How Attendance at Rutgers’ Sporting Events Stacks Up Against Rest of Big Ten
As the Rutgers men’s basketball and football teams finished out seasons with just one conference win, a burning question is beginning to surround New Jersey’s State University.
Does Rutgers belong in the Big Ten?
Now, there are two separate trains of thought when breaking down this question.
The first is in defense of Rutgers, citing that the university has only been in the Big Ten for two years and that it’s going to take some time before the school will be able to compete with the upper echelon programs in the conference. In addition, some of Rutgers’ smaller sports, such as women’s soccer and wrestling, have been relatively successful since their transition to the more competitive conference.
On the other end of the discussion is those who don’t believe Rutgers will ever reach the competition level of the top programs in the Big Ten and therefore don’t belong in the conference.
Another interesting citation made from this standpoint—one that doesn’t seem to get a lot of attention—is the sparse crowds Rutgers’ top sports have drawn in the past two years isn’t representative of a Big Ten program.
So piggybacking off that point, how does the attendance at Rutgers football and men’s basketball home games actually stack up against the rest of the Big Ten?
Now since stadiums vary in the number of people they hold, these rankings use the stadium’s percentage of capacity filled for all of its home games. Rutgers landed at No. 8 on the list sandwiched between Penn State and Iowa.
With a total capacity of 52,454 at High Point Solutions Stadium, Rutgers had an average of 44,846 at its seven home games, which was good for a 91 percent capacity mark. This was a notable decrease from Rutgers’ inaugural season in the Big Ten, when it had a 96.5 percent capacity for its six home games.
Also, last year Rutgers had three games in 2014 where the attendance was greater than the capacity, compared to just one—the 49-7 drubbing at the hands of then-No. 1 Ohio State— in 2015. The lowest attendance fell for a game was just under 45,000.
Even though attendance dropped from the prior season, Rutgers was still able to finish around the middle of the Big Ten in average attendance per capacity. Even further, Rutgers finished ahead of four teams that had a better record, including Iowa who finished at 12-2.
So even though a couple games had student sections that were nearly empty, Rutgers was still able to finish with a respectable attendance mark when considering its final record.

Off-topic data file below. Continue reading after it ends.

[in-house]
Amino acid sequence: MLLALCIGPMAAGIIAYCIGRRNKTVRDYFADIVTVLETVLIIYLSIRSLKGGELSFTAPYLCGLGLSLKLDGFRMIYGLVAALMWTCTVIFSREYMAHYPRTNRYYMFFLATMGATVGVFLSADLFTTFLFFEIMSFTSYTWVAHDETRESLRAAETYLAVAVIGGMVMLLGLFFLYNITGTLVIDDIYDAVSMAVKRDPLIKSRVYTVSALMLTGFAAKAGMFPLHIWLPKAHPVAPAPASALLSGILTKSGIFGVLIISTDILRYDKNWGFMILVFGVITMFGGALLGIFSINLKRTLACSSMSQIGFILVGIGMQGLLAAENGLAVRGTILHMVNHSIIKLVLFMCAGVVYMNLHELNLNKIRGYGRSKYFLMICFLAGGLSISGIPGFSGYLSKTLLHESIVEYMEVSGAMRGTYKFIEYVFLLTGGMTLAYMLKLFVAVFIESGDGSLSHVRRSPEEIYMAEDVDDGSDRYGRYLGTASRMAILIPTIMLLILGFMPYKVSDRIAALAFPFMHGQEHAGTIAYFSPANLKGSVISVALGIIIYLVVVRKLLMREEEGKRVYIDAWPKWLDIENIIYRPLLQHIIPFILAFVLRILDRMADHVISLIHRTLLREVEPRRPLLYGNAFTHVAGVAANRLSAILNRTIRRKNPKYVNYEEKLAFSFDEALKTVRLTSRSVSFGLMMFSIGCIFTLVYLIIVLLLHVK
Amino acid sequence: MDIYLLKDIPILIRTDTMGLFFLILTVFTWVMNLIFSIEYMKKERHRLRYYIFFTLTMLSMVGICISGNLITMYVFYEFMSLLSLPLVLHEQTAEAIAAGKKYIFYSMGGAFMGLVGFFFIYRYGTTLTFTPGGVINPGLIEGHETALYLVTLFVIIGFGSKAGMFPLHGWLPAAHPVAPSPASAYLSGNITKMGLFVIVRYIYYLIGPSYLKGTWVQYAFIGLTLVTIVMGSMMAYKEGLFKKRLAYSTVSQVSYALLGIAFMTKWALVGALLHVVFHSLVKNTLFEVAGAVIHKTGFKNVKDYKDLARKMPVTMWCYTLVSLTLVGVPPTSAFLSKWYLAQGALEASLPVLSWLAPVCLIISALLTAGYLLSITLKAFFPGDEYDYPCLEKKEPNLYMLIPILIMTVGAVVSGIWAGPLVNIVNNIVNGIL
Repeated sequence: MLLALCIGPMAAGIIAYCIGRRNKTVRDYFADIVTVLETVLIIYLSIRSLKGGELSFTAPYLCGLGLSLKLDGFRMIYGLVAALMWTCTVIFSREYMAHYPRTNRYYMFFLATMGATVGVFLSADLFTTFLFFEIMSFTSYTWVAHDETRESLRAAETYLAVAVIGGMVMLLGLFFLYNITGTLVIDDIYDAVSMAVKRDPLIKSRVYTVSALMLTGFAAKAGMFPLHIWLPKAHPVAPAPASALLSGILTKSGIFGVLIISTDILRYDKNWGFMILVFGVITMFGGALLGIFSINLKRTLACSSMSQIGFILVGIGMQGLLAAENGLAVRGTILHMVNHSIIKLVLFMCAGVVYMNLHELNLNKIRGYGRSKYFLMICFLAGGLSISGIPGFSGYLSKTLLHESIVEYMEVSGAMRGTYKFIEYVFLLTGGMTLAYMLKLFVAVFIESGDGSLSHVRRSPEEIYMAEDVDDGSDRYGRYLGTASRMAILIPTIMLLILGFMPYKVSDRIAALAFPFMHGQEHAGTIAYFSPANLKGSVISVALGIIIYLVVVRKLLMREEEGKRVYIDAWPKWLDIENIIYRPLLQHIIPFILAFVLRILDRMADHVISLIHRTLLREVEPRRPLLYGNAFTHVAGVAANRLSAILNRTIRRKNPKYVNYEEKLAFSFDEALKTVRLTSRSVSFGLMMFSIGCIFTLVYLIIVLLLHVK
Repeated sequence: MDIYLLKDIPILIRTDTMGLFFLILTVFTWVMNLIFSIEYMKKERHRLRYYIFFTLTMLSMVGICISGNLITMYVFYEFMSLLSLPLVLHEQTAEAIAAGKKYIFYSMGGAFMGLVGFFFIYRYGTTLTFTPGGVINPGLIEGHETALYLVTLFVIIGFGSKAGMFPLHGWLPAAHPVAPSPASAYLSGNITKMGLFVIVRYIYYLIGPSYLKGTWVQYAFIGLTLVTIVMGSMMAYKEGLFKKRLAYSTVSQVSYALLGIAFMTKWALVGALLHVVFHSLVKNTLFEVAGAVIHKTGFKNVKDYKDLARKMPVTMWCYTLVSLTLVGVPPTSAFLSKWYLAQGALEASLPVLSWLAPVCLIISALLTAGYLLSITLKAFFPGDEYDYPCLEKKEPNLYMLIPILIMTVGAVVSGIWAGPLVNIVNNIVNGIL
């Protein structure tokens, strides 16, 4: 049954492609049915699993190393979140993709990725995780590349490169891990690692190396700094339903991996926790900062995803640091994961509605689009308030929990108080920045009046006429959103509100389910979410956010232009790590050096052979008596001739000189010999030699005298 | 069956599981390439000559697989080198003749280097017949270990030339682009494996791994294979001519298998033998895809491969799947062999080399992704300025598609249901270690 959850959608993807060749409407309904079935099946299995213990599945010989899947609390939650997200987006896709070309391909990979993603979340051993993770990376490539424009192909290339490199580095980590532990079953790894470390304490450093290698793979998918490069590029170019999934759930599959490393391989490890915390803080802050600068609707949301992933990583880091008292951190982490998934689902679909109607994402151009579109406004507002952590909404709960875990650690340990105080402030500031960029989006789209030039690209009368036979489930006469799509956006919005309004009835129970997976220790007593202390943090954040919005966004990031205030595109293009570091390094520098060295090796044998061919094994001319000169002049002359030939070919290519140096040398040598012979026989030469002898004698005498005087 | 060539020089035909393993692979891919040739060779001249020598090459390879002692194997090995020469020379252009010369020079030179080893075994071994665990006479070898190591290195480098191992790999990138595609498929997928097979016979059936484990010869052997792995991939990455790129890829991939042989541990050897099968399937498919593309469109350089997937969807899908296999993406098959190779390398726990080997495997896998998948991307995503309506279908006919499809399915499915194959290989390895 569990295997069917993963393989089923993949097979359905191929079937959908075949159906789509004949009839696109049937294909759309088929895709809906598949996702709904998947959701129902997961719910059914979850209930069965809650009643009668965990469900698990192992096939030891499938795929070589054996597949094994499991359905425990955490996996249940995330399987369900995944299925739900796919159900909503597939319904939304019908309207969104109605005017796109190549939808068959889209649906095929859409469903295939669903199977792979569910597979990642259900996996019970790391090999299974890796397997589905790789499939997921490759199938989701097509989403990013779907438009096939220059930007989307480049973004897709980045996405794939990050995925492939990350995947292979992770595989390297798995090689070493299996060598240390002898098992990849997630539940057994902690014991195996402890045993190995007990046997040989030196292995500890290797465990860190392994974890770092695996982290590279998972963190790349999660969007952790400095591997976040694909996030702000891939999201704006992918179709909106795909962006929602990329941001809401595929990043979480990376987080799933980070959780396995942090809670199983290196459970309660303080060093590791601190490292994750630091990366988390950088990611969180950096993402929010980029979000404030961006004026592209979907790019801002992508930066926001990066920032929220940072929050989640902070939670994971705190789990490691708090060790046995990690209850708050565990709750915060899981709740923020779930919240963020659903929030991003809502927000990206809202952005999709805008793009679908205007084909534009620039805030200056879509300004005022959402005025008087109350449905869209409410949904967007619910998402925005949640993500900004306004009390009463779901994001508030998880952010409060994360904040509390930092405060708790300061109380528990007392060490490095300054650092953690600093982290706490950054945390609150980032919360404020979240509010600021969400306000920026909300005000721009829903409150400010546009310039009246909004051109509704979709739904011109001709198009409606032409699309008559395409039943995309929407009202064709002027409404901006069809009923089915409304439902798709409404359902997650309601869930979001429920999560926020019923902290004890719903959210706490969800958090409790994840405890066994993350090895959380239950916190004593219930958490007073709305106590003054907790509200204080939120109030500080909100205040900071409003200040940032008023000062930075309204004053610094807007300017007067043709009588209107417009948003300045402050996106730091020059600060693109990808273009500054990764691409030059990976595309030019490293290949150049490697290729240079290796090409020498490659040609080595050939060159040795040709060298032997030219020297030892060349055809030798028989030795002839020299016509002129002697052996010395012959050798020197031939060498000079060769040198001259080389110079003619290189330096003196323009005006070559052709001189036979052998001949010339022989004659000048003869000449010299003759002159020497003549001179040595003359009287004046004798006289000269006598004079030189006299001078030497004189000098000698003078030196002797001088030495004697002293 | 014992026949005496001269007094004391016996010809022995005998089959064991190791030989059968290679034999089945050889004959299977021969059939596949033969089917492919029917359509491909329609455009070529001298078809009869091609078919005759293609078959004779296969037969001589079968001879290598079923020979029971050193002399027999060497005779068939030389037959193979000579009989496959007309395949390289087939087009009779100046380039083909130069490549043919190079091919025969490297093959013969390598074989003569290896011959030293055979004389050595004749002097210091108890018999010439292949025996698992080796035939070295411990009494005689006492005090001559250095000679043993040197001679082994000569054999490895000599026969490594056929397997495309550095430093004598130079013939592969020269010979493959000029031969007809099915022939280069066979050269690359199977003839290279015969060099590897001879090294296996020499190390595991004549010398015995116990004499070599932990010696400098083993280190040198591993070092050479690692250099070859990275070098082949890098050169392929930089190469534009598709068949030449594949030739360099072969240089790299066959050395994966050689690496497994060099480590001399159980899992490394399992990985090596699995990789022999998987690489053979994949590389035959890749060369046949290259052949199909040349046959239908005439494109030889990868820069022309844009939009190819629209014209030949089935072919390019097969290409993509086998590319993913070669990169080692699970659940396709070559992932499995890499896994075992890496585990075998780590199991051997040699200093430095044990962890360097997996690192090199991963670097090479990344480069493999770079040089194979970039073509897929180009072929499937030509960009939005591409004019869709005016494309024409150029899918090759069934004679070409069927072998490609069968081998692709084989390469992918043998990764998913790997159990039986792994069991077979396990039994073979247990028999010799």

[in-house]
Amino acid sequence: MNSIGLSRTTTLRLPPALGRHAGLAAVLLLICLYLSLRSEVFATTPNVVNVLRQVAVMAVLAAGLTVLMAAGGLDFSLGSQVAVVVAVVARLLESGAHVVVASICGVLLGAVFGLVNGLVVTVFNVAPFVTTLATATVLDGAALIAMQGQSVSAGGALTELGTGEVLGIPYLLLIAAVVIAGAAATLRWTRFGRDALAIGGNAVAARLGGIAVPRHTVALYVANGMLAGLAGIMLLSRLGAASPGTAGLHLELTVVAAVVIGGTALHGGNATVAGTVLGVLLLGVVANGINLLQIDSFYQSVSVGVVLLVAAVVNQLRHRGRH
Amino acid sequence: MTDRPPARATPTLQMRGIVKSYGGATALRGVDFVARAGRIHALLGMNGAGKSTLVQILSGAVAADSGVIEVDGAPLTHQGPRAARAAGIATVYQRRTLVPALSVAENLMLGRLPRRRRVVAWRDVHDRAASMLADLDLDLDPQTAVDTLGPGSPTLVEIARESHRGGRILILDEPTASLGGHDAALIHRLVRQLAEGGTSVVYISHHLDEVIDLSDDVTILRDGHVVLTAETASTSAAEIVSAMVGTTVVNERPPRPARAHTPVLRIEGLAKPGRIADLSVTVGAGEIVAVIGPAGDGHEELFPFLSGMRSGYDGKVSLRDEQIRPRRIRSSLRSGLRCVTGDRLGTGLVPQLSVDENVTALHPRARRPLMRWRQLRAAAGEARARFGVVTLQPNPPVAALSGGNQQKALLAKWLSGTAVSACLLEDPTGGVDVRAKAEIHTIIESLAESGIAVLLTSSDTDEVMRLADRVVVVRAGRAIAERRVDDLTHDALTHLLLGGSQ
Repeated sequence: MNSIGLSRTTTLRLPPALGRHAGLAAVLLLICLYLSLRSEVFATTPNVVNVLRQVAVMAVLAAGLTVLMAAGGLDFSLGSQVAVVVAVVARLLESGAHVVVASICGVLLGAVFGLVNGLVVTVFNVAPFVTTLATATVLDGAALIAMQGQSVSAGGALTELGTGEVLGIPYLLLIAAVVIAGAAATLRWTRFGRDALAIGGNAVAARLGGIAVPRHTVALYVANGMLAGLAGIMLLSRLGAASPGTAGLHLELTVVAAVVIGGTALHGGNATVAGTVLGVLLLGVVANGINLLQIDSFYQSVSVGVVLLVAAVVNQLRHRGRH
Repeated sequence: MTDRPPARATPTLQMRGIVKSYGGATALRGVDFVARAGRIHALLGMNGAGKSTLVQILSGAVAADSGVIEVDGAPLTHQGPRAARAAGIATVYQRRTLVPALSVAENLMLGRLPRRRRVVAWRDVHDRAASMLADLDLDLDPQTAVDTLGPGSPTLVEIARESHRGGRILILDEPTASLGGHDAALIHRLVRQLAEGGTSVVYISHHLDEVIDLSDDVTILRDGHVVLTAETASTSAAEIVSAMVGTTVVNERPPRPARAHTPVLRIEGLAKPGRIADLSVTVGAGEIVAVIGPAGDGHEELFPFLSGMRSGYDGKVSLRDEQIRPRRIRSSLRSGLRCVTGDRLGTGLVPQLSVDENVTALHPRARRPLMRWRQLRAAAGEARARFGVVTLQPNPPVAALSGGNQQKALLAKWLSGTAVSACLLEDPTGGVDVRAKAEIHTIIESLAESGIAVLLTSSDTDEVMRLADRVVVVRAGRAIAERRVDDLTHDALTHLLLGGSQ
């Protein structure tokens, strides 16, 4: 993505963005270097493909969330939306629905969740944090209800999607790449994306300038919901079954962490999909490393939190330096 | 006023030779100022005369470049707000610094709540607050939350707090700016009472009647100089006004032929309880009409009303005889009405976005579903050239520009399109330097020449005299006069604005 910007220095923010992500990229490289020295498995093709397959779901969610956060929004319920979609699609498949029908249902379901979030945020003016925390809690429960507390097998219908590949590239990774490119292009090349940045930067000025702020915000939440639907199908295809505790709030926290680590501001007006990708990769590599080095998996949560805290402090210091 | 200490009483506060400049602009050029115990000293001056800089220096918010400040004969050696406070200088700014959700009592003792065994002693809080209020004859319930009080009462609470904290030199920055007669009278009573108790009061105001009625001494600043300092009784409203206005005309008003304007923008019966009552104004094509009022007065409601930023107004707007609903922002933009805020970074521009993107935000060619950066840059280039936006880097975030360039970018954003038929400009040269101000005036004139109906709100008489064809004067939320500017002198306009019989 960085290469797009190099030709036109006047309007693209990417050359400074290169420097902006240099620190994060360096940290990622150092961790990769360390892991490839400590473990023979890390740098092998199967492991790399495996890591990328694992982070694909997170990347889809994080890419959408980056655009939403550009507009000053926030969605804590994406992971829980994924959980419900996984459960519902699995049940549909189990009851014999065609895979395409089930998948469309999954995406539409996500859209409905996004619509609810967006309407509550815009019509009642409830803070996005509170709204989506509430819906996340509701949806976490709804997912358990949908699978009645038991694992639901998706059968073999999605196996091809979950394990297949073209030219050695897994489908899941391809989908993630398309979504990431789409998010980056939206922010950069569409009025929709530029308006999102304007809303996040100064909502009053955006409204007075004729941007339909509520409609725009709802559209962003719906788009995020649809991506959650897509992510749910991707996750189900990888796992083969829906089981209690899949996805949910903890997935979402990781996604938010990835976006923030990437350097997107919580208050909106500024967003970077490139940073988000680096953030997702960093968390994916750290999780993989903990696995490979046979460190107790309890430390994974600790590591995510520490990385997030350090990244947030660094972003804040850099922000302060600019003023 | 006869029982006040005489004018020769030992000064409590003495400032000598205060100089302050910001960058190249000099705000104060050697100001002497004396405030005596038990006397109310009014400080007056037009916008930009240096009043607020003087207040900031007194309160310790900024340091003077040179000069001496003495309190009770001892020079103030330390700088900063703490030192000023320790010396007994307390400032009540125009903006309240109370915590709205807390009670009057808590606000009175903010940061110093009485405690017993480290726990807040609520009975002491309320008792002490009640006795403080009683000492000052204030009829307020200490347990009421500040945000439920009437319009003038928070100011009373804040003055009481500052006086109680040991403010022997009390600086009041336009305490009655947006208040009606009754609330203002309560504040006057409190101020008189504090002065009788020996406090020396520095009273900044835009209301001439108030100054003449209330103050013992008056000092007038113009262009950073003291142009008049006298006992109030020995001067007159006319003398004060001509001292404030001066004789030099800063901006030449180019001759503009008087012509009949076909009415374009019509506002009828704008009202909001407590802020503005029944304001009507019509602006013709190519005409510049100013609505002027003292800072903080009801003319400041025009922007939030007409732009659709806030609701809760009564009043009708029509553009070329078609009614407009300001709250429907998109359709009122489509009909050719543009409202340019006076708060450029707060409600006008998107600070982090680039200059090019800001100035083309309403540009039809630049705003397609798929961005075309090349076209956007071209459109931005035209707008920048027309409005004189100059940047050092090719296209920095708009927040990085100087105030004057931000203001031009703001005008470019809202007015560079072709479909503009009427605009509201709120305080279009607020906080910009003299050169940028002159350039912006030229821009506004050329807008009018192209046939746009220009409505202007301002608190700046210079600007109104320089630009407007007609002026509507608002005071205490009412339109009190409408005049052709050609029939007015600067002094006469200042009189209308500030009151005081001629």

Complete Rankings (final season records in parenthesis):
1.Nebraska (6-7): 103.5%
2.Michigan (10-3): 102.4%
3.Ohio State (12-1): 102.2%
4.Michigan State (12-2): 99.5%
5.Minnesota (6-7): 99.1%
6.Wisconsin (10-3): 97.1%
7.Penn State (7-6): 93.6%
- Rutgers (4-8): 91%
- Iowa (12-2): 89.5%
- Indiana (6-7): 83.7%
- Maryland (3-9): 74.5 %
- Illinois (5-7): 70.3%
13.Northwestern (10-3): 67.7%
14.Purdue (2-10): 55.7%
Men’s Basketball: #13
These rankings are based off the current 2015-16 season with games through Feb. 28. As with football stadiums, basketball stadiums are different in number of seats so the baseline here will be average percent capacity for home games through that cut-off date.
Through 16 home games the 6-23 Rutgers men’s basketball team has had an attendance average of 4,597 in the 8,000-seat Rutgers Athletic Center, which is good for just a 61.9 percent average capacity. That mark puts them at No. 13 in the Big Ten, in between Ohio State at 65.9 percent and Penn State at 44.7 percent.
The Buckeyes and Nittany Lions play in much larger arenas than the RAC—19,500 and 15,261—capacities respectively, but the Knights have still had a percent capacity that competes with both of those programs despite having much less success on the court.
Rutgers has yet to sell out the arena this season, with the highest attendance reaching 6,637 in a 73-67 loss to in-state foe Monmouth Dec. 20. Attendance reached over 6,000 just twice and over 5,000 a total of six times.
Last year Rutgers had an average of 5,700 fans, which was good for a 71.25 average percent capacity.
So as with football, attendance has dropped in the team’s second season in the conference. Without the allure of “first season in the Big Ten” being rolled out, crowds are aligning with the product that is put in front of them.
Complete Rankings (Records through Feb. 28 in parenthesis):
1-Tie. Michigan State (24-5): 100%
1-Tie. Wisconsin (18-10): 100%
- Maryland (23-6): 99.7%
- Indiana (23-6): 97.8%
- Purdue (22-7): 97.3%
- Iowa (20-7): 93.7%
- Michigan (20-9): 89%
- Northwestern (18-11): 84.6%
- Illinois (12-16): 74.3%
- Nebraska (14-15): 74.2%
- Minnesota (8-19): 66.1%
- Ohio State (18-11): 65.4%
- Rutgers (6-23): 61.9%
- Penn State (15-13): 44.70%
All attendance statistics were retrieved from the sites listed below: